THOMAS DORR<br/> MANAGING DIRECTOR,<br/> ALTERNATIVE INVESTMENT PARTNERS<br/> MORGAN STANLEY

Starting out as a management consultant at Bain & Company, Thomas Dorr went on to spend 14 years at Weyerhaeuser, the Washington State-based pulp and paper company. Having originally intended to be a general manager at the firm, Dorr was invited to join the company's innovative pension arm. According to Dorr, the pension was delivering ?dramatic outperformance? with its pure alternative assets allocation, including hedge funds, private equity and opportunistic real estate. The Weyerhaeuser team moved to Morgan Stanley in 2000 with Dorr becoming CIO for the private equity fund of funds team. With his senior team, he has since been focusing on building a private equity fund of funds operation with a global mandate investing half of its capital inside North America and half outside in small to mid cap buyouts, venture capital and special situations. Since Dorr joined, his team has raised the Morgan Stanley Private Market Fund (PMF) I ($309 million, 2000); PMF II ($500 million, 2004); PMF III ($1 billion, 2006); and the Global Distressed Opportunities Fund ($500 million, 2006).

Where do you see opportunities in today's climate?
The opportunity in secondaries is growing and will be attractive. Plus, we're looking more at emerging markets. Certainly, as an organisation, we're feeling optimistic and have substantially built out the team. We currently have 24 investment professionals and over 40 professionals overall, excluding back office support. We traditionally had a single office [in West Conshohocken, Pennsylvania] for quality control reasons, but with the maturity of the organisation, we can now take advantage of being closer to other markets. Having opened in London in 2001, we'll be opening in Hong Kong later this year.

How has your strategy been affected by the credit crunch and other market dislocations?
Normal, steady smaller cap buyout strategies are not affected much by the credit cycle. To generate value they do things differently. Over the years, there have been a couple of themes outside what we describe as the “steady state”. The anomalies were the spike in distressed opportunities in the early part of the decade, and then the cheap credit-induced hyper activity in large-cap buyouts. Also, to add a third, there was the venture capital bubble. We avoided VC in the late 1990s and, by virtue of being a fund of funds, we're not focused on large-cap buyouts. In times like these, you have good distressed and turnaround opportunities. Through good and bad times, our mission is to deliver a healthy premium to the public market. I think the view that this is an absolute return business is outdated. If you're aiming for a premium, then the important thing is to stay invested.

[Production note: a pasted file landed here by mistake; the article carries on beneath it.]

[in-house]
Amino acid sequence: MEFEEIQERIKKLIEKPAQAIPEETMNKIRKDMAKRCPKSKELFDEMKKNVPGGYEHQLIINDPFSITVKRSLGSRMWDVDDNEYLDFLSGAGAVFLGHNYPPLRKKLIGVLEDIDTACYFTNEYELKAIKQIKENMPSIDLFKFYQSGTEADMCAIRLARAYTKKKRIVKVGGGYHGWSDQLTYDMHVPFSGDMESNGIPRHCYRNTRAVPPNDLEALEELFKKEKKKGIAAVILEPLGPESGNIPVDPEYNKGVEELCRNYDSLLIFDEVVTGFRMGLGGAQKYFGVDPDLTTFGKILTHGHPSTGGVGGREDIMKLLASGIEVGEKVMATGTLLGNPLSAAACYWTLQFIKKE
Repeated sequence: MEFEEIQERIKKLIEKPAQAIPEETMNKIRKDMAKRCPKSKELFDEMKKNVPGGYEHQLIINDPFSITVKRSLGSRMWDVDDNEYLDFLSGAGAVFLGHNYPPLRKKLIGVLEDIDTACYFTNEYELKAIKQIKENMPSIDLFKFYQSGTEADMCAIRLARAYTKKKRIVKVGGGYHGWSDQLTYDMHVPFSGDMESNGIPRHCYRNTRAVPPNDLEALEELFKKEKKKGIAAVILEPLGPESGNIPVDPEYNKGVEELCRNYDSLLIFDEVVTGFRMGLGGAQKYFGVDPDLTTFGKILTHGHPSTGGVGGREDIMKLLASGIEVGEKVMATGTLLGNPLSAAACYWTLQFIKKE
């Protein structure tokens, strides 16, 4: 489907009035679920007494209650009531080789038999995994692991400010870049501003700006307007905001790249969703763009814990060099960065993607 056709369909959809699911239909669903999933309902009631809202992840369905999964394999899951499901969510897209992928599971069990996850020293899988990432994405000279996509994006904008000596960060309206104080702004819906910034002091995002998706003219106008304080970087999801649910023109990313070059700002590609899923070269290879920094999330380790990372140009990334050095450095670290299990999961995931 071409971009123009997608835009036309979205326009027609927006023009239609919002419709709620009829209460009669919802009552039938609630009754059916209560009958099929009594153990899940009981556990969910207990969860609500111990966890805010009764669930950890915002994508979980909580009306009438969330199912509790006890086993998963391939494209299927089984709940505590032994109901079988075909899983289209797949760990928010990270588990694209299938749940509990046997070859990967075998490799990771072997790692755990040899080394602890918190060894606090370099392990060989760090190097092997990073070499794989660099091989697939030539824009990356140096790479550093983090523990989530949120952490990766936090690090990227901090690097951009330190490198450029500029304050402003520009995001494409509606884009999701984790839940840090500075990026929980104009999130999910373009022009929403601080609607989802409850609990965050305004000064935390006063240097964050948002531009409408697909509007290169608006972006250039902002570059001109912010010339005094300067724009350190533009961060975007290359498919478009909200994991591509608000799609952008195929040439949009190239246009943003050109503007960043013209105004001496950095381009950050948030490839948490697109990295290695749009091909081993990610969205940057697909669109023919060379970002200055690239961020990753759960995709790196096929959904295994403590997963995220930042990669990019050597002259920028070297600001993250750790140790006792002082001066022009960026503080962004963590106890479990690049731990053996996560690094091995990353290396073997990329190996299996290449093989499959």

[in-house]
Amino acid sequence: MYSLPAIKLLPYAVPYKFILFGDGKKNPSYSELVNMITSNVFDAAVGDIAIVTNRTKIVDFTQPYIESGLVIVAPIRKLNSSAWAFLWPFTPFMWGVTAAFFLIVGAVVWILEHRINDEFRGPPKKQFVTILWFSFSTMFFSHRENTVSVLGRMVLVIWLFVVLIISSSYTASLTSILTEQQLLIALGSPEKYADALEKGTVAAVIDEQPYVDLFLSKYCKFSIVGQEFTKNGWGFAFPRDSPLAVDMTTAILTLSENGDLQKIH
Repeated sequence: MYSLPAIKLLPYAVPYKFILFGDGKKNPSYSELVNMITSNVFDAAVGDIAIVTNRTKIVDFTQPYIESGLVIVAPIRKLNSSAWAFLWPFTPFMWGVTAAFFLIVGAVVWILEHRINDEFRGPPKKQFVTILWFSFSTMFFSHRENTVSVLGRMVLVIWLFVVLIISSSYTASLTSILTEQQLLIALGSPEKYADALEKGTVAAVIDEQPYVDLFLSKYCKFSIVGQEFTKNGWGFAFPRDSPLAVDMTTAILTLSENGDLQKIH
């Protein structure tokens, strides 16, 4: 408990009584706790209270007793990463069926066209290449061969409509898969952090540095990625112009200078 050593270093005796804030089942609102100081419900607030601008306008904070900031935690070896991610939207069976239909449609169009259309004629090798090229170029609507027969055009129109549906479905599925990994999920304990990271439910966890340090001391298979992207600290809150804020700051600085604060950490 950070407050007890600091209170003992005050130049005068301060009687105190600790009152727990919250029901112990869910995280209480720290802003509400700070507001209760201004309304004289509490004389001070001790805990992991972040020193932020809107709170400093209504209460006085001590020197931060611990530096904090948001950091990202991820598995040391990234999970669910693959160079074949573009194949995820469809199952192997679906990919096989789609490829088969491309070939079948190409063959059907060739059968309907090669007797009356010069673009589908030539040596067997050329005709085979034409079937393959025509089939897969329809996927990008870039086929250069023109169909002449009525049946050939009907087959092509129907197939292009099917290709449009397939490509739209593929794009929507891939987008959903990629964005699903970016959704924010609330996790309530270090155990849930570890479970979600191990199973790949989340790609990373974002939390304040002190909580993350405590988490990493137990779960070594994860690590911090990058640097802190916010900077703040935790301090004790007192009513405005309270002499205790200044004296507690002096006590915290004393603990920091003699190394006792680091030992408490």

What are the keys to effective due diligence?
At the outset, the first gating item is the investment concept. What's the fund's rationale? Is it a plausible thesis for outperformance? Are there differentiated skill sets? Then, due diligence is about validating the thesis. We do track record analysis and we meet the GP and go through all the deals to make sure there is good attribution. We look for team cohesion. Independent reference checking is very important to us – we have our own reference networks so we're not relying on the GP's own references. In emerging markets especially you need independent references on the market and the GP. Where we have no history in a market, the first commitment is always very challenging. Therefore, when we first enter the fray it may be through a secondary purchase or a historical connection.

Would you expect to see a movement of investor capital away from larger buyout funds and into the smaller and mid-cap space?
There is increasing appetite from investors for smaller funds, but there are constraints on institutional LPs because they need to invest big tickets. So they are still supporting mega-funds in order to put a quantum of capital to work. There will be a movement to smaller funds but, practically, how much of a shift can it be? That said, mid-market funds have been raising tremendous amounts of capital. Especially those funds that are institutional and visible are making a material step-up in terms of capital raised.